"Shitty Media Men" List Creator Attacks "Absurd" Masochism Theory in Defamation Suit

Moira Donegan says that Stephen Elliott can't demonstrate actual malice and ridicules his "too submissive to rape" argument.
Illustration by Brian Stauffer

Moira Donegan, the creator of the "Shitty Media Men" spreadsheet, has previewed how she intends to defeat a defamation lawsuit from Stephen Elliott, a writer who wound up on the list of individuals who allegedly committed sexual misconduct.

Elliott is suing after an anonymous woman featured him as facing "rape accusations, sexual harassment [and] coercion."

On Friday, Donegan's attorney Roberta Kaplan wrote a letter to a New York judge and requested a pre-motion conference in connection with an anticipated motion to dismiss. Kaplan tells the judge that since this case involves speech regarding sexual assaults by powerful men in the media industry, that makes Elliott a public figure who must demonstrate actual malice in order to prevail.

"Mr. Elliott comes nowhere close to satisfying this requirement," writes Kaplan. "To start, he does not allege what role Ms. Donegan played in publishing the relevant statements. In a textbook example of improper pleading, he asserts that various unspecified Defendants defamed him: maybe with Ms. Donegan's involvement, and maybe without it; maybe as part of a conspiracy among anonymous contributors, and maybe not."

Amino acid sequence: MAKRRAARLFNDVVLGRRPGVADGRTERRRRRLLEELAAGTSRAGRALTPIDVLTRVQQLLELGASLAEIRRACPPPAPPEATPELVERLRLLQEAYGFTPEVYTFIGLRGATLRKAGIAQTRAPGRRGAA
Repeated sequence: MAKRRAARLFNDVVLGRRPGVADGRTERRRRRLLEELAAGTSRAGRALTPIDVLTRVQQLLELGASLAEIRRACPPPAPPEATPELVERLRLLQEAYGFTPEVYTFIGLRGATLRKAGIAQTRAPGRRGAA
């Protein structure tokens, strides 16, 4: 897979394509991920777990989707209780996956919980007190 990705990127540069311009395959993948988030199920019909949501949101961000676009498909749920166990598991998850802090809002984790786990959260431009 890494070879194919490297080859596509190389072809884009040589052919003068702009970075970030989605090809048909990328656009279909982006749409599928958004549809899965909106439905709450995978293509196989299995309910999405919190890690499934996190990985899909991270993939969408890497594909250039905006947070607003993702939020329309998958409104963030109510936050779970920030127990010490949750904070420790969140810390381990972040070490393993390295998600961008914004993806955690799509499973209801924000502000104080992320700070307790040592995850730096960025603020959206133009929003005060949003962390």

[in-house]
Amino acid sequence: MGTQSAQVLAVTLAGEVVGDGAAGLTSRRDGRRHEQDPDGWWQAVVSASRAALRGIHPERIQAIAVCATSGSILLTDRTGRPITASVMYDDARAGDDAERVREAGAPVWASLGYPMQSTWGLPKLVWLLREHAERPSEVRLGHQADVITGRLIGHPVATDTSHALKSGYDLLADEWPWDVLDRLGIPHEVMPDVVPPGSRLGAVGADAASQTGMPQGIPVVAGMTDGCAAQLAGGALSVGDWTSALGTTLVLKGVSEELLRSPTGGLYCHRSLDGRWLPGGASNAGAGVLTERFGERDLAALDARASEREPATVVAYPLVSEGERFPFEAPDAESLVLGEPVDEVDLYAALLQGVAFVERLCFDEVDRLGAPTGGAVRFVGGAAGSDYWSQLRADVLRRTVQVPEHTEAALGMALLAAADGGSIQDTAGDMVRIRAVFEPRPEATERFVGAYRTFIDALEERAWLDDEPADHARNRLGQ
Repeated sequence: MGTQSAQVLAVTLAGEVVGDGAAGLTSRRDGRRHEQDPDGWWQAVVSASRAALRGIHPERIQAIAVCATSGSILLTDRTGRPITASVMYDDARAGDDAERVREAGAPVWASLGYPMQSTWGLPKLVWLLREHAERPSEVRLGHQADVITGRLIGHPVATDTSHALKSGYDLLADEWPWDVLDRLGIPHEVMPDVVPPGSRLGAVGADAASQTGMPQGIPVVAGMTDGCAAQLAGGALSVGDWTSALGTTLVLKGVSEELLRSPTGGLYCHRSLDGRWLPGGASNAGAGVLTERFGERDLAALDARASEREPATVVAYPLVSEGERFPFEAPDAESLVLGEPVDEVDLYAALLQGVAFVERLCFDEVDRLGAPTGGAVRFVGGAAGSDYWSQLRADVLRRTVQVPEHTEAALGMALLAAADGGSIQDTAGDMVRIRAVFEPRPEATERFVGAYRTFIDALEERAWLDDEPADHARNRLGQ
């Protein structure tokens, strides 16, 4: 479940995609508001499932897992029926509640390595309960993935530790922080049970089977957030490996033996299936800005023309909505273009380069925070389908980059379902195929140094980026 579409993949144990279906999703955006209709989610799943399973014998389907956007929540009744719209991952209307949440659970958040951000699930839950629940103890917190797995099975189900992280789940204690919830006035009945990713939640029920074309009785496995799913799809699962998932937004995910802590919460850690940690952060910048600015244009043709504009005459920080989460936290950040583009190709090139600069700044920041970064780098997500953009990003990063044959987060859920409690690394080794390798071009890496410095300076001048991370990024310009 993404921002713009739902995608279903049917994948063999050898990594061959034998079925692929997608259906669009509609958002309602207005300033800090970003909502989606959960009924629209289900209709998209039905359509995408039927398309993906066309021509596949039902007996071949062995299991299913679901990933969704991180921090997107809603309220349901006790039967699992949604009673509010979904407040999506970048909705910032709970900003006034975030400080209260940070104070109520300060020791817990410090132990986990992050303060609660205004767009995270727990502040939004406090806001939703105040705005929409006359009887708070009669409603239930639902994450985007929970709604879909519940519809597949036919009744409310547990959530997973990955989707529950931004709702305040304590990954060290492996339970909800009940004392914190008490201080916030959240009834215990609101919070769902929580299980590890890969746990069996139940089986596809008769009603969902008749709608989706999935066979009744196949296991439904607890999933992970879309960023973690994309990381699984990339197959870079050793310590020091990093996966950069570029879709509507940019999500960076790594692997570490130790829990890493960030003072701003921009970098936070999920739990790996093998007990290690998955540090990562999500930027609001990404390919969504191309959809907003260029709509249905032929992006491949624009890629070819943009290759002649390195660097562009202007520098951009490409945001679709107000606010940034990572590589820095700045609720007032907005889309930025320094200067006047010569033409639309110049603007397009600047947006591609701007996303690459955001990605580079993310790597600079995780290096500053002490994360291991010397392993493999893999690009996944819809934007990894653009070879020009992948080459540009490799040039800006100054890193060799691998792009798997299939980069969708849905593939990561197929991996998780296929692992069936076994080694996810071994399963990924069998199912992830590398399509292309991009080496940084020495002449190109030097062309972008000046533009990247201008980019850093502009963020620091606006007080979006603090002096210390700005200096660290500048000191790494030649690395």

Then, there is the issue of whether Donegan published with knowledge of falsity or reckless disregard of the truth.

In Elliott's complaint, he theorized that Donegan was aware of falsity because of his published sexual preferences, "including his preferences as a submissive male in a BDSM context," meaning bondage and discipline, dominance and submission.

" As a factual matter, this 'too submissive to rape' defense is obviously absurd," responds Kaplan. "Regardless, it does not plausibly follow that whoever published or edited Mr. Elliott's entry on the List (a) agreed that BDSM submissives cannot engage in rape; and (b) nonetheless decided to falsely accuse him."

The letter to the judge adds, "Mr. Elliott's only allegation about Ms. Donegan's state of mind is that she has 'hatred of men.' But even if that were true, Mr. Elliott fails to allege why, if Ms. Donegan hates all men, she decided to publish a knowingly false accusation against him. It would make a mockery of the law to hold that any woman charged in a complaint with 'hatred of men' will be presumed to have acted with actual malice in a defamation case like this one."

Finally, Donegan wants to stop all discovery until the judge rules on the dismissal motion. Here's the full letter.